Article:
Taylor Swift Says Music Should Not Be Free
Taylor Swift's writing skills extend far beyond penning chart-topping hits. The songstress recently wrote an eloquent op-ed for the Wall Street Journal, sharing her thoughts on the changing music industry, and what she feels will keep the business vital and thriving for years to come.
"Before I tell you my thoughts on the matter, you should know that you're reading the opinion of an enthusiastic optimist: one of the few living souls in the music industry who still believes that the music industry is not dying…it's just coming alive," Swift begins.
Swift goes on to acknowledge that "piracy, file sharing and streaming have shrunk the numbers of paid album sales drastically, and every artist has handled this blow differently," before encouraging artists to approach their craft with a different mindset.
"In recent years, you've probably read the articles about major recording artists who have decided to practically give their music away, for this promotion or that exclusive deal," she notes. "My hope for the future, not just in the music industry, but in every young girl I meet…is that they all realize their worth and ask for it."
She adds, "Music is art, and art is important and rare. Important, rare things are valuable. Valuable things should be paid for. It's my opinion that music should not be free, and my prediction is that individual artists and their labels will someday decide what an album's price point is. I hope they don't underestimate themselves or undervalue their art."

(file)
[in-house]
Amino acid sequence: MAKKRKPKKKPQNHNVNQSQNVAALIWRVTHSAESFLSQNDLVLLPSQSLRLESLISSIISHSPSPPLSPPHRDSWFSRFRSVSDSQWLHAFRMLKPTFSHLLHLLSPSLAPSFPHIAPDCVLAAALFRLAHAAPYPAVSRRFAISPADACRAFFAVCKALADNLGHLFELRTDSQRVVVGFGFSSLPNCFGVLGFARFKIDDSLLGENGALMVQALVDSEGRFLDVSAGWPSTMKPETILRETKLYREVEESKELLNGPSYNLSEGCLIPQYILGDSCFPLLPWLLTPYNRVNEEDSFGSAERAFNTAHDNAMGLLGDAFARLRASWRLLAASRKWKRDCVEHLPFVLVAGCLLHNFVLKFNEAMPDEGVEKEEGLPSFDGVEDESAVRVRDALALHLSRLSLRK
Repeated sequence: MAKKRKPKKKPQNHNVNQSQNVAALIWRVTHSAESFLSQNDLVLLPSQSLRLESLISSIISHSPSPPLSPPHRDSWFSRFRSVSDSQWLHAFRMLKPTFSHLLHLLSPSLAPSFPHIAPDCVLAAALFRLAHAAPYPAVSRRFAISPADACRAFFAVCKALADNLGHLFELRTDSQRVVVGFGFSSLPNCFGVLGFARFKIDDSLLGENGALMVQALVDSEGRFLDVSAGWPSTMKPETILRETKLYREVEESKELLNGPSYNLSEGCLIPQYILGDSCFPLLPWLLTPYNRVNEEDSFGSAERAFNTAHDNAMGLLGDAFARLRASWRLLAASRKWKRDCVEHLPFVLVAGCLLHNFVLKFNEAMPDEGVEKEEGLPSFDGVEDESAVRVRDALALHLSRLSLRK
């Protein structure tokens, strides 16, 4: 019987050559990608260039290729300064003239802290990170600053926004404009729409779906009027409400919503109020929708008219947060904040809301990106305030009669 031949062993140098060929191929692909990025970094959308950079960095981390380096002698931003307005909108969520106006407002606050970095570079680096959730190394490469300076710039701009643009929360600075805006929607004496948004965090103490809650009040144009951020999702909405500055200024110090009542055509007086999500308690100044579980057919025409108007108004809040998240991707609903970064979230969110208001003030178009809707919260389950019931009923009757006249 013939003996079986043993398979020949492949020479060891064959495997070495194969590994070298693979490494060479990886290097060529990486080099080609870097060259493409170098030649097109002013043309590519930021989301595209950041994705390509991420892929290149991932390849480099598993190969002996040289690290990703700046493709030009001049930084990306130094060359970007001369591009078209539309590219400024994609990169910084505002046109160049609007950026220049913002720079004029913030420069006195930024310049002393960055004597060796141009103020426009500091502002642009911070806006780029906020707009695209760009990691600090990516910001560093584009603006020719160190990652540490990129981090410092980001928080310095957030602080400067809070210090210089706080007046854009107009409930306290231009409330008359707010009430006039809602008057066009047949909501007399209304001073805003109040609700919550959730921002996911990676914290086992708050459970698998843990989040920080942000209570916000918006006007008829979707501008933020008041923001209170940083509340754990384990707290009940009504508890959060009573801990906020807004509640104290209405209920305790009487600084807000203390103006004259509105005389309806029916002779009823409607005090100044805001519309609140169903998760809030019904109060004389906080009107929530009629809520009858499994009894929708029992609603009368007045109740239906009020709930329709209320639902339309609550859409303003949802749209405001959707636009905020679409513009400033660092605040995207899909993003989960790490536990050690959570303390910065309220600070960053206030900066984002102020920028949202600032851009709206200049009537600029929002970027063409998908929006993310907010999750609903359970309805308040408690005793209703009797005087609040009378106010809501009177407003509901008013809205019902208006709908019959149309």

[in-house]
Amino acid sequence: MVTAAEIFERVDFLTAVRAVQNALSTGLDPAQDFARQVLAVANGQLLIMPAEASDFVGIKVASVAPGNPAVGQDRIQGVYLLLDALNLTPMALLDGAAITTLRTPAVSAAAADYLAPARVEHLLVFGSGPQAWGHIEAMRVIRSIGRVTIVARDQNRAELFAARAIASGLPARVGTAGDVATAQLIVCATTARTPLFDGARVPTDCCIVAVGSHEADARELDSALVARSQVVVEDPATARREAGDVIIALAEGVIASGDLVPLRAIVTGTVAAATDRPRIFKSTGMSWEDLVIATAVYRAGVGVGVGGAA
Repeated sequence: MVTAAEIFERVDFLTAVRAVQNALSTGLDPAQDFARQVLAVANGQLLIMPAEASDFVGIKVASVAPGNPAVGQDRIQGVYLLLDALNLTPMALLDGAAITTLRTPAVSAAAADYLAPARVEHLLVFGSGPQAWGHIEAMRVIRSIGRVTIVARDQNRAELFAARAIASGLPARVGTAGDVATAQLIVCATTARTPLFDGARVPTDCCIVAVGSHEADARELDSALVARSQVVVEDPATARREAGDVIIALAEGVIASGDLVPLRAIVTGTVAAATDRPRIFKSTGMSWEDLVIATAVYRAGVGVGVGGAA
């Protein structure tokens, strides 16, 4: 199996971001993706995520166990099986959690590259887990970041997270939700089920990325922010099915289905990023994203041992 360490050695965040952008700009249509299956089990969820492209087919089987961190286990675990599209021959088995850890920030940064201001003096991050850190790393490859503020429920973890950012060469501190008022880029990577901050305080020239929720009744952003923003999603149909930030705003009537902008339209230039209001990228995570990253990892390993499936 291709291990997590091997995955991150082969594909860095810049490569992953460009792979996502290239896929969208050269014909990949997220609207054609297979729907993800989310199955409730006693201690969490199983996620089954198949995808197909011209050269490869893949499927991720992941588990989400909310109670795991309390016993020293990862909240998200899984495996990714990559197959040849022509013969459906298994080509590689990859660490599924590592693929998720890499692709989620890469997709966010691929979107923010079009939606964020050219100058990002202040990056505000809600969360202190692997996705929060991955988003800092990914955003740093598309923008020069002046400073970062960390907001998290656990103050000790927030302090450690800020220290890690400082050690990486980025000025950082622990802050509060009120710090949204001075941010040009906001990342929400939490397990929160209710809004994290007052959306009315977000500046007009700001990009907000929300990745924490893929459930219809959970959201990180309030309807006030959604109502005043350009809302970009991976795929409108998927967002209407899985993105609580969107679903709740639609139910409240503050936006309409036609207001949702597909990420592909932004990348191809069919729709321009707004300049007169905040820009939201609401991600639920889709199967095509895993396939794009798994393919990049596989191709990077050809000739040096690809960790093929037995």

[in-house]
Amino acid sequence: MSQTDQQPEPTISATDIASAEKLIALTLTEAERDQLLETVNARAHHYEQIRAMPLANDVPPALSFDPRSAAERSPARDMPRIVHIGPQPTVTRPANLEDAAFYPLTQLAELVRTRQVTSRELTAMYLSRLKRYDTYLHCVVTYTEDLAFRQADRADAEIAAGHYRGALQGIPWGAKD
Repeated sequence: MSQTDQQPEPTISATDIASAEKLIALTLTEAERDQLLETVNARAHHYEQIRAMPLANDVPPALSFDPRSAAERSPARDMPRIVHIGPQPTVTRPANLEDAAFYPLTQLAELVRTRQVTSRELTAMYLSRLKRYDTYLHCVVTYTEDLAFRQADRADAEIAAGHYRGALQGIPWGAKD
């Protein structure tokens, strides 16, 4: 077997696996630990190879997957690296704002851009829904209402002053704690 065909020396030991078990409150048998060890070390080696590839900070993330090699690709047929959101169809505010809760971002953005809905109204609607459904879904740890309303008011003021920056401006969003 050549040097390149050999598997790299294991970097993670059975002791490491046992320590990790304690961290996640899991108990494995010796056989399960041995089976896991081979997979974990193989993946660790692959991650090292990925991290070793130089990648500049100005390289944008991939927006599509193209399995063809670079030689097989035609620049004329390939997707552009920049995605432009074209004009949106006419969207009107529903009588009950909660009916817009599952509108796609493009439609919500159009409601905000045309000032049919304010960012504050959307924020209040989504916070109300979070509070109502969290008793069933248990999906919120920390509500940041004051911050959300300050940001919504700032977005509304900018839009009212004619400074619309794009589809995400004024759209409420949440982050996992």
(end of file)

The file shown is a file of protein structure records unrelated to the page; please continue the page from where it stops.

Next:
The 24-year-old, who continues to break attendance and sales records, also shares her own tools for maintaining her superstar status throughout her entire career.
"I think forming a bond with fans in the future will come in the form of constantly providing them with the element of surprise. No, I did not say 'shock'; I said 'surprise," she suggests.
"In the YouTube generation we live in, I walked out onstage every night of my stadium tour last year knowing almost every fan had already seen the show online. To continue to show them something they had never seen before, I brought out dozens of special guest performers to sing their hits with me. My generation was raised being able to flip channels if we got bored, and we read the last page of the book when we got impatient. We want to be caught off guard, delighted, left in awe. I hope the next generation's artists will continue to think of inventive ways of keeping their audiences on their toes, as challenging as that might be."
Swift, who says she hasn't "been asked for an autograph since the invention of the iPhone with a front-facing camera," says that there is a silver lining in all of the change.
"This moment in music is so exciting because the creative avenues an artist can explore are limitless. In this moment in music, stepping out of your comfort zone is rewarded, and sonic evolution is not only accepted…it is celebrated," she states. "The only real risk is being too afraid to take a risk at all."
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